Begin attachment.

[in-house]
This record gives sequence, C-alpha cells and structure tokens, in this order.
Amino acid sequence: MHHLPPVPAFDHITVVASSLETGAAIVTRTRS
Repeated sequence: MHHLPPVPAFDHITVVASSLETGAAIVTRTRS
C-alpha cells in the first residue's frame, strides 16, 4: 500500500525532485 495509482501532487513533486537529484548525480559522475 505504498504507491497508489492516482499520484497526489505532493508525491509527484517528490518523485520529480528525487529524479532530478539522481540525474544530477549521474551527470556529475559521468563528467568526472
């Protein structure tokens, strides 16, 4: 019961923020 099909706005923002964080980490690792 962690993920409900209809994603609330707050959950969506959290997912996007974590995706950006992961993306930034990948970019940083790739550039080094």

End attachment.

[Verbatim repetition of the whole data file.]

[in-house]
This record gives sequence, C-alpha cells and structure tokens, in this order.
Amino acid sequence: MHHLPPVPAFDHITVVASSLETGAAIVTRTRS
Repeated sequence: MHHLPPVPAFDHITVVASSLETGAAIVTRTRS
C-alpha cells in the first residue's frame, strides 16, 4: 500500500525532485 495509482501532487513533486537529484548525480559522475 505504498504507491497508489492516482499520484497526489505532493508525491509527484517528490518523485520529480528525487529524479532530478539522481540525474544530477549521474551527470556529475559521468563528467568526472
């Protein structure tokens, strides 16, 4: 019961923020 099909706005923002964080980490690792 962690993920409900209809994603609330707050959950969506959290997912996007974590995706950006992961993306930034990948970019940083790739550039080094």